To find your Healthcare Coalition, click the tab that says Find my Health Care Coalition. This is where you can access contact information for your region. 

This is a map of Ohio with the Health Care Coalition (HCC) regions marked off.

For more information about the Hospital Preparedness Program, visit the United States Department of Health and Human Services (HSS) Assistant Secretary for Preparedness and Response (ASPR) page here.

 

Burn Surge

Burn care resources are limited and highly specialized. During a mass casualty incident with large numbers of burn patients, the Ohio Department of Health (ODH) recognizes that additional resources may be needed to expand the ability to provide burn care stabilization.

The Ohio Emergency Medical Services (Ohio EMS) has made the Ohio Trauma System which is made up of injury prevention experts, disaster preparedness and response agencies, emergency medical services, hospitals, trauma centers, rehabilitation facilities, researchers and many others. 

Provided is a list of burn surge specialty hospitals in Ohio:

  • Akron Children's Hospital
  • Metro Health Medical Center
  • Miami Valley Hospital Regional Burn Center
  • Nationwide Children's Hospital
  • Ohio State University Wexner Medical Center
  • Shriners Hospital for Children
  • St. Vincent Hospital Burn Center
  • University of Cincinnati Medial Center

 

For more information, visit Assistant Secretary for Preparedness and Response (ASPR) Technical Resources, Assistance Center, and Information Exchange (TRACIE) burn site here.

 

Contact Viola Webber for the most up to date burn surge plans, coordinating centers, and upcoming statewide burn committee meetings. 

Program Administrator for the Hospital Preparedness Program in the Ohio Department of Health 

Phone: (614) 644 - 8488

Email: viola.webber@odh.ohio.gov

Pediatric Surge

Children represent close to a quarter of the total U.S. population and are particularly vulnerable during a disaster. In some incidences, a disaster can disproportionately affected children and stress hospital systems’ capacity for pediatric intensive care unit (PICU) beds and equipment, such as pediatric ventilators. Their unique needs and characteristics make it important to identify and incorporate special considerations for this population into preparedness, response, recovery and mitigation plans and actions.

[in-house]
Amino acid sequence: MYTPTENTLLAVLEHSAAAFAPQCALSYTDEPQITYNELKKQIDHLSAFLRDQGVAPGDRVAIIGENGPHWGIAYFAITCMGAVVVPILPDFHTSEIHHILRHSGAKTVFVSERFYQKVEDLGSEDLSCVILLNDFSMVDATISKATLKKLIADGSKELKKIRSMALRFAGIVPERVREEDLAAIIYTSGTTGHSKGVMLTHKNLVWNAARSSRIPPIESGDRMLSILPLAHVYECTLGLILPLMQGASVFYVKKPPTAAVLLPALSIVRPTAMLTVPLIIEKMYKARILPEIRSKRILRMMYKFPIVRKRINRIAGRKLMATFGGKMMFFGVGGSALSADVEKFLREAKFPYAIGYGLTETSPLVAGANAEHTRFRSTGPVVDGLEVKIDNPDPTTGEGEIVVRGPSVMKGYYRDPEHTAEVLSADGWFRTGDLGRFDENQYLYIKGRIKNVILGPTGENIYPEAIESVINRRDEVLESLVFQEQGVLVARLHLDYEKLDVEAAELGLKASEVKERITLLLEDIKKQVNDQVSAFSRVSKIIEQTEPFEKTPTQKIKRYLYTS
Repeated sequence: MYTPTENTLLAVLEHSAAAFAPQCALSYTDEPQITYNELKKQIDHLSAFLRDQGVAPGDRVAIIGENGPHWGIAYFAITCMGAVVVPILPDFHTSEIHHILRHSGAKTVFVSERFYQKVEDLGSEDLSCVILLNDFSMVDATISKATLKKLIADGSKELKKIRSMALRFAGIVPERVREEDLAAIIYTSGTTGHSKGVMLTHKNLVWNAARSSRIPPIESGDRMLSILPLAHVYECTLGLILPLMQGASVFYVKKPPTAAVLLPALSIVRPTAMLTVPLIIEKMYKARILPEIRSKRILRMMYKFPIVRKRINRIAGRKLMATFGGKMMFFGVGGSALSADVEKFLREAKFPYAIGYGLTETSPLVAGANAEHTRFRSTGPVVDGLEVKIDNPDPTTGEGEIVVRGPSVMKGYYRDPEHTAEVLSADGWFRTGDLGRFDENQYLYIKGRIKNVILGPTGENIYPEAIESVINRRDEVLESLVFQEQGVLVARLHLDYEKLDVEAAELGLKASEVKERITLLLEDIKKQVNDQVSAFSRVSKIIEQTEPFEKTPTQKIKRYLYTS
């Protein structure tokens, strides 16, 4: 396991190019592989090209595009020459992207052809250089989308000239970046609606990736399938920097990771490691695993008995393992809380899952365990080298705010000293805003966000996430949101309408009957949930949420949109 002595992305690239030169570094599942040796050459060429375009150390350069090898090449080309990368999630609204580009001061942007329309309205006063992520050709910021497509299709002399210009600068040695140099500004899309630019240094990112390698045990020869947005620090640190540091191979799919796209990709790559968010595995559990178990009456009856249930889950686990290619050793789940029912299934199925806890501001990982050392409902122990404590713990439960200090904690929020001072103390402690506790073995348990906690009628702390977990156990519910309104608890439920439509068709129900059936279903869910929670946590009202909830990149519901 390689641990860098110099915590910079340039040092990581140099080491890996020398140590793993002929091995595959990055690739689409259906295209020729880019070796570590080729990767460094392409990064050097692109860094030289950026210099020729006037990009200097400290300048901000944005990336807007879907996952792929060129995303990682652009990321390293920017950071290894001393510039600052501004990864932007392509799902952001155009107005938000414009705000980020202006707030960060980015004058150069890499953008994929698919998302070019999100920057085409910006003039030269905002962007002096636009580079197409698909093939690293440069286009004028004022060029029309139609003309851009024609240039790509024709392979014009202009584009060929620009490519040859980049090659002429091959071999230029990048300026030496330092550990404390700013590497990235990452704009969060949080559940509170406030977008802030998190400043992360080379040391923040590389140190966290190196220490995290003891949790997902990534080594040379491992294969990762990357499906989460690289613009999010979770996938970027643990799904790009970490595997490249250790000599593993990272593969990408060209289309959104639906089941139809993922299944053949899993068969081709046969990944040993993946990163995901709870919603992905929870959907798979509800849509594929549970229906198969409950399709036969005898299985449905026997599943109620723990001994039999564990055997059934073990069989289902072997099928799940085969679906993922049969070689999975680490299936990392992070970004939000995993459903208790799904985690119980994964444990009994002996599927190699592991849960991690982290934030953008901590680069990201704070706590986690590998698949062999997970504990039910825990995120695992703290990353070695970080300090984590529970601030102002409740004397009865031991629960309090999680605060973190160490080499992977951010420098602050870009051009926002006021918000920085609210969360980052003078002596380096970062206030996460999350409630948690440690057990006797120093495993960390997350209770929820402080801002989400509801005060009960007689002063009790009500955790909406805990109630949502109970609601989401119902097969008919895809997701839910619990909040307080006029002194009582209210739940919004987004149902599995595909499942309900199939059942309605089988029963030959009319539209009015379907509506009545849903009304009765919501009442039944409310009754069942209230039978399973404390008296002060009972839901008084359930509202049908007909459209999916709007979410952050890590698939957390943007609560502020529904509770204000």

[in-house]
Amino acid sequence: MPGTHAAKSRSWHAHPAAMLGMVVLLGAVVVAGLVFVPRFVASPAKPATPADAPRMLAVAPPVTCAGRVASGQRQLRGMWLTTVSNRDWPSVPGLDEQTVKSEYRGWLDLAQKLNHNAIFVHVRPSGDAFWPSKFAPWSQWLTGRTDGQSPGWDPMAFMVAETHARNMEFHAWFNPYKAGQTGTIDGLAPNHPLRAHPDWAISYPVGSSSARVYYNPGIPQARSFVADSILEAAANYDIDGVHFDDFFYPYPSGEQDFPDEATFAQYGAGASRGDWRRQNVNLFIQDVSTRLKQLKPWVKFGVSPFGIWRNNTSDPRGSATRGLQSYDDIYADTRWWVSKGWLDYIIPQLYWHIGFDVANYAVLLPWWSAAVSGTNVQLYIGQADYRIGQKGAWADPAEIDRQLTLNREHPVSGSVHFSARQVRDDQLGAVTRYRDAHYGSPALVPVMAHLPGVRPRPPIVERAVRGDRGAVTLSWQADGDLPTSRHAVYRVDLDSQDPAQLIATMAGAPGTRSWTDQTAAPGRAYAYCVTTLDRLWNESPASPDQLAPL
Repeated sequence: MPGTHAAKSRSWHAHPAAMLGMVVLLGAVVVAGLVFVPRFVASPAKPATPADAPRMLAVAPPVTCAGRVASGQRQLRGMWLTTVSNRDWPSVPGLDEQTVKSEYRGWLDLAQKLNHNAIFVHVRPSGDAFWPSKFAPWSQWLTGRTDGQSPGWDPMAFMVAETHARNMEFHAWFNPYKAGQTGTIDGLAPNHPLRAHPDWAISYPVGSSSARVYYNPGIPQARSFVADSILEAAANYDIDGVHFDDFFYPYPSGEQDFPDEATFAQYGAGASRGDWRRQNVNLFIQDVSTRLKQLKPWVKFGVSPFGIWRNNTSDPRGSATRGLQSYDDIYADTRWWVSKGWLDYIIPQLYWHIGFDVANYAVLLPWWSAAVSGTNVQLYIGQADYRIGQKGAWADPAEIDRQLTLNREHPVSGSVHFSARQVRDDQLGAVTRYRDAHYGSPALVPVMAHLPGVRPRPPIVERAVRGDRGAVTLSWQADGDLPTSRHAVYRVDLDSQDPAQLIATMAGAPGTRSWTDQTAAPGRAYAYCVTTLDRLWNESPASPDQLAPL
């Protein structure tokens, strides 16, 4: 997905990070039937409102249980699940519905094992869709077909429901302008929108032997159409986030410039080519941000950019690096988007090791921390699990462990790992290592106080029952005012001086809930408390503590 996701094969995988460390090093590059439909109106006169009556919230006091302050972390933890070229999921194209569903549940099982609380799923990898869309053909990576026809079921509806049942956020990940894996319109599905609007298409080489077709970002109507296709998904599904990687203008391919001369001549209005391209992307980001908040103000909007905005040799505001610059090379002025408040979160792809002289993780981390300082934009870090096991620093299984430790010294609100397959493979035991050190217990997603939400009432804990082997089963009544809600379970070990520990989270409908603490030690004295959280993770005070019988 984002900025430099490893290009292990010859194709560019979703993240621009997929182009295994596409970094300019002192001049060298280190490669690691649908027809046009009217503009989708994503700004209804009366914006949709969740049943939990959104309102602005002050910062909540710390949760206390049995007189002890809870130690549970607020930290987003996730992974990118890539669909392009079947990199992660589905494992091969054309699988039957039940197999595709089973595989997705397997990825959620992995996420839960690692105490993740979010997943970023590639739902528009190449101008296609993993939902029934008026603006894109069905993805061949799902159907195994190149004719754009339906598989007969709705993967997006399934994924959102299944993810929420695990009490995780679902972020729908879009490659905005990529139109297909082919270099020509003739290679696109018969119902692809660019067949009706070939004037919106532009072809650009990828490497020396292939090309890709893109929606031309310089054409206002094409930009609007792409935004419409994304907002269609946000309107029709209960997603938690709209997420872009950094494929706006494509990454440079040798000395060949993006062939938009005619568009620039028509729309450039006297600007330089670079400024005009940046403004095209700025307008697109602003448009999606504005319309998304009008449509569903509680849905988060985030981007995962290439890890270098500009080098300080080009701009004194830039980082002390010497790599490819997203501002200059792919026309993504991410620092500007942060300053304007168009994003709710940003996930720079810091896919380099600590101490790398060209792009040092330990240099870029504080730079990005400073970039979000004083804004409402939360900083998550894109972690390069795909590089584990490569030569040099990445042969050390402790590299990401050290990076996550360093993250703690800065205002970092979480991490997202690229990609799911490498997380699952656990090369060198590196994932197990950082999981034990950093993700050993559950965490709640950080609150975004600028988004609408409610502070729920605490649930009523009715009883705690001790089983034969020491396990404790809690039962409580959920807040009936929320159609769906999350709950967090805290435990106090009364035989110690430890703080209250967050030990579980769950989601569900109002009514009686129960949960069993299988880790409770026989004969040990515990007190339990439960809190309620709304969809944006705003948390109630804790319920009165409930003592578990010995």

Provided is a list of pediatric surge specialty hospitals in Ohio:

  • Akron Children's Hospital 
  • Cincinnati Children's Hospital Medical Center
  • Cleveland Clinic Children's
  • Cleveland Clinic Children's Hospital for Rehabilitation 
  • Dayton Children's Hospital 
  • Nationwide Children's Hospital 
  • ProMedica Toledo Children's Hospital 
  • Shriners Hospital for Children 
  • University Hospitals Case Medical Center Rainbow Babies and Children's Hospital 

 

For more information, visit Assistant Secretary for Preparedness and Response (ASPR) Technical Resources, Assistance Center, and Information Exchange (TRACIE) pediatric site here.

 

Contact Viola Webber for the most up to date pediatric surge plans, coordinating centers, and upcoming statewide pediatric committee meetings. 

Program Administrator for the Hospital Preparedness Program in the Ohio Department of Health 

Phone: (614) 644 - 8488

Email: viola.webber@odh.ohio.gov

Find my Healthcare Coalition

Below are the counties listed in each region with the associated contact information for Public Health Emergency Preparedness (PHEP) and for Hospital Preparedness Program (HPP) regional coordinators. 

Region 1 counties: William, Fulton, Lucas, Ottawa, Sandusky, Erie, Huron, Seneca, Hancock, Wood, Henry, Defiance, Paulding, Putnam, Allen, Auglaize, Mercer, Van Wert

Region 2 counties: Lorain, Cuyahoga, Geauga, Lake, Ashtabula

Region 3 counties: Darke, Shelby, Miami, Champion, Clark, Greene, Montgomery, Preble

Region 4 counties: Wyandot, Crawford, Marion, Morrow, Knox, Licking, Delaware, Franklin, Fairfield, Pickaway, Fayette, Madison, Union, Logan, Hardin

Region 5 counties: Richland, Ashland, Wayne, Holmes, Tuscarawas, Carroll, Stark, Columbiana, Mahoning, Trumbull, Portage, Summit, Medina 

Region 6 counties: Butler, Warren, Clinton, Hamilton, Clermont, Brown, Adams, Highland

Region 7 counties: Ross, Pike, Scioto, Lawrence, Jackson, Gallia, Meigs, Vinton, Athens, Hocking

Region 8 counties: Coshocton, Muskingham, Perry, Guernsey, Noble, Morgan, Washington, Monroe, Belmont, Harrison, Jefferson

 

Region:                       PHEP Regional Coordinators                      HPP Regional Coordinators

Region 1: William Bryant-Bey

419-352-8402 x 3267

wbryant-bey@co.wood.oh.us

Patrick Trejchel 

419-842-0800 x 127

ptrejchel@hcno.org

Region 2: Rebecca Hysing

216-201-2001 x 1602

rhysing@ccbh.net

Beth Gatlin

216-255-3665

beth.gatlin@chanet.org

Region 3: Bill Burkhart

937-224-8091

wburkhart@phdmc.org

Lisa Rindler

937-689-4275

lrindler@gdaha.org

Region 4: Kara Keller

614-525-4982

karakeller@franklincountyohio.gov

Jodi Keller

614-255-4407

jkeller@centralohiotraumasystem.org

Region 5: Chris Barker

330-926-5716

cbarker@schd.org

Sarah Metzger

330-873-1500

smetzger@arha.org

Region 6: Robin Thomas

513-618-3656

rthomas@healthcollab.org

Sarah Moore

513-247-5279

smoore@healthcollab.org

Region 7: Deb Elliott

740-385-3030 x 226

sco.rphpc@gmail.com

Kelsey Blackburn

614-255-4405

kblackburn@centralohiotraumasystem.org

Region 8: Crystal Earley

740-374-2782 

cearley@wcgov.org

Kelsey Blackburn 

614-255-4405

kblackburn@centralohiotraumasystem.org

This is a map of Ohio with the Health Care Coalition (HCC) regions marked off.